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Boris “Heavy Rocks”/”Attention Please”

by Shawn Despres

Being a Boris completist is a daunting task. One of the country’s most prolific underground acts, this year the Tokyo three-piece have already issued their “New Album” full-length and “Klatter,” a vinyl-only collaboration with Japanese noise-artist Merzbow. They are back again with their two latest releases, “Heavy Rocks” and “Attention Please.”

With these two new titles, Boris continue to stray from their avant-garde metal past. While still a far cry from being a commercial rock band, Boris have begun to slowly creep onto the radars of mainstream hard-rock fans by crafting cuts that are becoming increasingly more accessible, while remaining exciting and innovative.

On “Heavy Rocks,” a title Boris also used for another disc in 2002, the band revisit their roots with the Black Sabbath-inspired stoner anthem “Riot Sugar.” Playful shouts usher in the explosive “Galaxians.” Switching back and forth between trippy psychedelic rock and fast-paced punk, that track easily emerges as the most fun moment of “Heavy Rocks.” The expansive melodies and muted guitar freakouts of “Tu, La La” wouldn’t sound out of place on alt-rock radio, somewhere few would expect to hear a Boris tune.

“Attention Please” is a very different listening experience. Female guitarist Wata provides all lead vocals on the album, her soft singing adding a seductive edge to the title track’s dreamy pop sounds. “Hope” and “Spoon” are both infectious slices of shoegazer goodness. Electronic tinkering mixes with a repetitive drum beat and fuzzed-out guitar riffs to make “Party Boy” a borderline club banger. The beautiful “You” serves as a pensive comedown with swirling, spacey noises lazily floating atop Wata’s breathy, ethereal crooning and the group’s minimal instrumentation.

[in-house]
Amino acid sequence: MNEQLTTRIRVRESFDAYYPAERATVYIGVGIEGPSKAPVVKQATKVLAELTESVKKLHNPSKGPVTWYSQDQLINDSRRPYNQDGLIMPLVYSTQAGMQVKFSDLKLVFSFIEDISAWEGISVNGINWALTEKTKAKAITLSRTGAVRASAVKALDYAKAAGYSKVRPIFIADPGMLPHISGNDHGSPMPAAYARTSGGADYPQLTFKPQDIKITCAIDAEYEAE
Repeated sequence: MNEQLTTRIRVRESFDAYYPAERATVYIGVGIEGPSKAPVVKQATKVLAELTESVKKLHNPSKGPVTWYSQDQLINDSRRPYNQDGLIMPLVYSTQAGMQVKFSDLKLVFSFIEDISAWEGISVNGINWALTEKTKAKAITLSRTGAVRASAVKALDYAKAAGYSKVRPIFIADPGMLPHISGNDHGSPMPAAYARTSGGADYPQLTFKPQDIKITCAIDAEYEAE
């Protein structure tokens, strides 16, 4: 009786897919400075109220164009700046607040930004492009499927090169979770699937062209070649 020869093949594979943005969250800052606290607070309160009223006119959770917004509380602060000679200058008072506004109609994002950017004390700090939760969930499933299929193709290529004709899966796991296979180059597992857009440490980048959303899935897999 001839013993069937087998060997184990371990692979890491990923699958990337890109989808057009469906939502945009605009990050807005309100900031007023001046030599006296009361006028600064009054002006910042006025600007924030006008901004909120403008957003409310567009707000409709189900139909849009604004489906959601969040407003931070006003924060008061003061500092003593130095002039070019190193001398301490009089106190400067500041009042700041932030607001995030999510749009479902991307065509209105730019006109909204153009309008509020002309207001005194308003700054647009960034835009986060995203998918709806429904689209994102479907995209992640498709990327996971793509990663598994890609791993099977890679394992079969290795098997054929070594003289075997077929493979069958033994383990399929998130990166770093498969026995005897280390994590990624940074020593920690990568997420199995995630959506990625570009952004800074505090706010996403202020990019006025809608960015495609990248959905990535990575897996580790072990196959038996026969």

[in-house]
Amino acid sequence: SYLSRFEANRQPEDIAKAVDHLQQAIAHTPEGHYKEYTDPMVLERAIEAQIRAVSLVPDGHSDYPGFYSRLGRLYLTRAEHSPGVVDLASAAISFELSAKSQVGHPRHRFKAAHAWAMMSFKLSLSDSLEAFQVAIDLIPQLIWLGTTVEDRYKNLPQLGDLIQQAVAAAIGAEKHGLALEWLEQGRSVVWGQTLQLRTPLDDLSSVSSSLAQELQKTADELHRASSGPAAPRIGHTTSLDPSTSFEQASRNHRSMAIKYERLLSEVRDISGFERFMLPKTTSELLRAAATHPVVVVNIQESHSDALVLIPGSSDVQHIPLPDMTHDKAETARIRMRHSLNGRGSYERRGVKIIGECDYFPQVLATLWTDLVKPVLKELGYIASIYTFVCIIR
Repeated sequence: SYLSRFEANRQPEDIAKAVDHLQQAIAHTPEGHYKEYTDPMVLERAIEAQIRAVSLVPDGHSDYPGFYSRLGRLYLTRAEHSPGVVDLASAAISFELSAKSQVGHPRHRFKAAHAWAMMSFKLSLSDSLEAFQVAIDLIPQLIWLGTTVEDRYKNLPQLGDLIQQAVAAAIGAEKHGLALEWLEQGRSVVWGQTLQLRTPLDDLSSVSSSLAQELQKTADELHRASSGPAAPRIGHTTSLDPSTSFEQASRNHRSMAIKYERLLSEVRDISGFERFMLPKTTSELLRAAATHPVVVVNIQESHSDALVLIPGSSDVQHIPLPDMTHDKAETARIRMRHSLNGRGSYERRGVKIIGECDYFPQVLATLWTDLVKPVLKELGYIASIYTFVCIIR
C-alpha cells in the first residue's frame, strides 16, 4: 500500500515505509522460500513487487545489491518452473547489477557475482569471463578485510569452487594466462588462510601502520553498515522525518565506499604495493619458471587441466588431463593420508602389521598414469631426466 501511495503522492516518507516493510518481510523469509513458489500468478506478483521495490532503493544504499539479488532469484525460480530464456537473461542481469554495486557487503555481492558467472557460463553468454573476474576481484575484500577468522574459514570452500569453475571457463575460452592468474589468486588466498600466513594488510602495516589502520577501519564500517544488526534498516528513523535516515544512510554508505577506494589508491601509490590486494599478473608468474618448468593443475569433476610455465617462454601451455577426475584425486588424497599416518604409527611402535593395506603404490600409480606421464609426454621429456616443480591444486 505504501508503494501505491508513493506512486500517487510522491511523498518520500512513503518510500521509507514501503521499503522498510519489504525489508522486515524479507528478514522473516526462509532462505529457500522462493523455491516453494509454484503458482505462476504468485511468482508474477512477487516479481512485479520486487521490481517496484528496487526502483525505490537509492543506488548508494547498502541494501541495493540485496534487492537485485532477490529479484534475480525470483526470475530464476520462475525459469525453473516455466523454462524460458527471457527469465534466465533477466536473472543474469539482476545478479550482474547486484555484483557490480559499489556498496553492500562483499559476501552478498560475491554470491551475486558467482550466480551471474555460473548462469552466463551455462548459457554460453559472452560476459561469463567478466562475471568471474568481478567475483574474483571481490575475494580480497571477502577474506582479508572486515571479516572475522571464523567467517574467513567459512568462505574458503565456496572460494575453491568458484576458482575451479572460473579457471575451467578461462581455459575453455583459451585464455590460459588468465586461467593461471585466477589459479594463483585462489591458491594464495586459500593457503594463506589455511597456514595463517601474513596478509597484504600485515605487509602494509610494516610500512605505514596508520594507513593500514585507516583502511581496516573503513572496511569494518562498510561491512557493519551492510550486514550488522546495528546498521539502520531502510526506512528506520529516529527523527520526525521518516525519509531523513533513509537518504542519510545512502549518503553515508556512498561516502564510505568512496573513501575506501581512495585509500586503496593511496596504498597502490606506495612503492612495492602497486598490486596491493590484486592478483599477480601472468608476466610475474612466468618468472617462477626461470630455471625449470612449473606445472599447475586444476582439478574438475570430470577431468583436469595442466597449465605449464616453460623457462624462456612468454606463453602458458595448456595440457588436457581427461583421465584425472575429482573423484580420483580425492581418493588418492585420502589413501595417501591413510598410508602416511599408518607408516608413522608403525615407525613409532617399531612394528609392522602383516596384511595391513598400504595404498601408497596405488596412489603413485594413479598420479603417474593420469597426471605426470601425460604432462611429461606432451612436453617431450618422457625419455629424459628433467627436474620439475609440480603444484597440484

While both are keepers, “Attention Please” is the more enticing of the pair and stands out as some of the band’s most adventurous (and surprising) work to date. It would come as little surprise if Boris put out more material before 2012 rolls around. For those on a budget, picking up one of the discs now and saving your yen to see what else they cook up in the coming months may not be a bad idea. (Shawn Despres)